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Goodwill and impairment [joint with FASB]

Date recorded:

Background and current stage of the IASB’s research project (IASB Agenda Paper 18A)

Background

In this session, the IASB staff gave an overview of the background and a brief history of the IASB’s research project as well as its objectives. To date, the IASB has tentatively decided:

  • Not to consider reintroducing amortisation of goodwill (see IASB Agenda Paper 18C which sets out the stakeholder feedback to the IASB, the IASB’s discussion so far on amortisation of goodwill and other possible approaches for subsequent accounting for goodwill)
  • Not to consider allowing any identifiable intangible asset acquired in a business combination to be included within goodwill (see IASB Agenda Paper 18D which discusses the summary of current requirements in IFRS Standards, stakeholder feedback during and after the PIR of IFRS 3 and the staff analysis if this feedback)
  • To consider introducing requirements for an entity to disclose:
    • Each year, information about the headroom in a cash-generating unit (or groups of units) to which goodwill is allocated for impairment testing
    • Each year, a breakdown of goodwill by past business combination, explaining why the carrying amount of goodwill is recoverable
    • In the year in which a business combination occurs, the reasons for paying a premium that exceeds the value of the net identifiable assets acquired in a business combination, together with key assumptions or targets supporting the purchase consideration; and subsequently each year, a comparison of actual performance with those assumptions or targets
    • (See Agenda Paper 18F for stakeholder feedback during and after the PIR of IFRS 3 and disclosure improvements that the IASB decided to consider)
  • To improve the application of IAS 36 by:
    • Considering making impairment testing of goodwill more effective by using the unrecognised headroom of a cash-generating unit (or groups of units) as an additional input in the impairment testing of goodwill. Unrecognised headroom is the excess of the recoverable amount of a unit (or groups of units) over its carrying amount.
    • Pursuing making some changes to the requirements for estimating value in use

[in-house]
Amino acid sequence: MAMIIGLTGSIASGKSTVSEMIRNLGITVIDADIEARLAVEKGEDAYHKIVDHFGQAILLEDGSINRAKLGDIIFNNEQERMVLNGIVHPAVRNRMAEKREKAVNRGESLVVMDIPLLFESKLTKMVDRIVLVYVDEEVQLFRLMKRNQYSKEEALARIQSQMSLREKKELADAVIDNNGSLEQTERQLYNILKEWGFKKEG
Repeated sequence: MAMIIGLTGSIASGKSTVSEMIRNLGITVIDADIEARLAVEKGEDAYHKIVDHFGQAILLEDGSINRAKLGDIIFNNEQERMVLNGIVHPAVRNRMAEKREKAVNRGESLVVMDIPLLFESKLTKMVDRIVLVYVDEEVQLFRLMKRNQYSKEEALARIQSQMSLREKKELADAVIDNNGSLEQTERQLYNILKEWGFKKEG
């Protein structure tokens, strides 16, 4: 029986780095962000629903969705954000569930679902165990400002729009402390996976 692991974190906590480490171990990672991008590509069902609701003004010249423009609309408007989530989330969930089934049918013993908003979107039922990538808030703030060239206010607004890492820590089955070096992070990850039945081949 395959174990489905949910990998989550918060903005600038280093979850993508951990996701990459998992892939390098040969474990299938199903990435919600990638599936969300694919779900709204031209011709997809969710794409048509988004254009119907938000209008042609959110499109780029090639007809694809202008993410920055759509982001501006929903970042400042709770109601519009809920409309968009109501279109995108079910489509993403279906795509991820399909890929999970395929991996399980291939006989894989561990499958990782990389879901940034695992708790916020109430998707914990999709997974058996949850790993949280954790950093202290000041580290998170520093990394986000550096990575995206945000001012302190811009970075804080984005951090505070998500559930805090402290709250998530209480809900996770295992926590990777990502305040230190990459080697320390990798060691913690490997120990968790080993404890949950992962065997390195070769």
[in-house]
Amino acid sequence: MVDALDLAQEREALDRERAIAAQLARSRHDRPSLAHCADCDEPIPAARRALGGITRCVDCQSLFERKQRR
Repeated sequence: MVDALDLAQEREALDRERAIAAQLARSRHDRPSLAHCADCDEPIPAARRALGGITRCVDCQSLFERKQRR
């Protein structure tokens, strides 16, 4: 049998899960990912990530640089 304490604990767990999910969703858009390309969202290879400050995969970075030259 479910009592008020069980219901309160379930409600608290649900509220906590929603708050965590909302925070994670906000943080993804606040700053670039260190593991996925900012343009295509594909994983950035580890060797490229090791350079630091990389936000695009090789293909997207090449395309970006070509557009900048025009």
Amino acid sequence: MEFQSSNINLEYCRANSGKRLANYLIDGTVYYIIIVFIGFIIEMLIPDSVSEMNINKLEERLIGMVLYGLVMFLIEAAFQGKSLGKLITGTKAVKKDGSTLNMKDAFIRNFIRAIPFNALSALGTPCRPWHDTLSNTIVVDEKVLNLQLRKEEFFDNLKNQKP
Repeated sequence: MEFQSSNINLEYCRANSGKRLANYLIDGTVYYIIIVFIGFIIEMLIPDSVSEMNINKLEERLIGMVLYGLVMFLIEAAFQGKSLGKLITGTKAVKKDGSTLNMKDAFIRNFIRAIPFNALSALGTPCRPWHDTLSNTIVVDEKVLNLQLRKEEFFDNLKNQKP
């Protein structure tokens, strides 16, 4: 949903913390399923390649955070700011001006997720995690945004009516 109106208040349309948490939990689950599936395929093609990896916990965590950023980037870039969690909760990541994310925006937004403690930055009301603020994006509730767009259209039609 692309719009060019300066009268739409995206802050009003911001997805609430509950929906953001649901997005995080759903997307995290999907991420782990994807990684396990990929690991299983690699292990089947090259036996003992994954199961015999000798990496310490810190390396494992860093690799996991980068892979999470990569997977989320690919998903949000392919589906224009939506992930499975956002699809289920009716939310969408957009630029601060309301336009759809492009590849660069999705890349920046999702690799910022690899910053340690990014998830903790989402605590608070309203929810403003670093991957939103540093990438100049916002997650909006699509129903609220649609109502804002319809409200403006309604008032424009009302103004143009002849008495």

• Not to consider providing relief from the mandatory annual quantitative impairment testing of goodwill mainly because doing so could exacerbate concerns about timely recognition of goodwill impairment (see IASB Agenda Paper 18E for a summary of the current requirements in IFRS Standards, stakeholder feedback during and after the PIR of IFRS 3, the staff’s analysis on a potential relief from the mandatory annual quantitative impairment testing of goodwill and the consideration of allowing goodwill to be tested at the entity-level or at the level of a reportable segment).

The IASB also tentatively decided not to develop a document that would seek feedback solely about the headroom approach. The IASB is currently exploring the form and content of the consultation document that should be issued as the next step in the research project.

Staff recommendation

As this was an education session, the staff did not recommend any decisions.

Discussion

There was not much discussion on this topic. One IASB member expressed concerns about the current goodwill impairment model in IFRS facilitating aggressive M&A behaviour. The IASB staff explained that the headroom approach was developed to target acquired goodwill but further research is required.

History, background and current stage of the FASB’s research project (FASB Agenda Paper 18B)

Background

This session outlines the FASB’s journey on the topic of goodwill and intangible assets and the current stage of the research project titled ‘Accounting for Certain Identifiable Intangible Assets in a Business Combination and Subsequent Accounting for Goodwill for Public Business Entities and Not-for-Profits’.

The FASB staff is currently performing outreach to evaluate whether additional changes to the subsequent accounting for goodwill beyond any changes to the impairment test are appropriate. The FASB plans to begin discussion on its research project in the third quarter of 2018 after further discussing the issues with its advisory groups and stakeholders.

Staff recommendation

As this was an education session, the staff did not recommend any decisions.

Discussion

The discussion focused on the objective and scope of the project. FASB staff confirmed that alignment with the IFRS model was desirable, but it was too early to decide whether goodwill amortisation would be reintroduced. FASB members agreed that impairment would be more useful than amortisation but might not justify the cost associated with the impairment testing. Ideally, the amortisation method would be dependent on the economics behind goodwill but that is not practicable.

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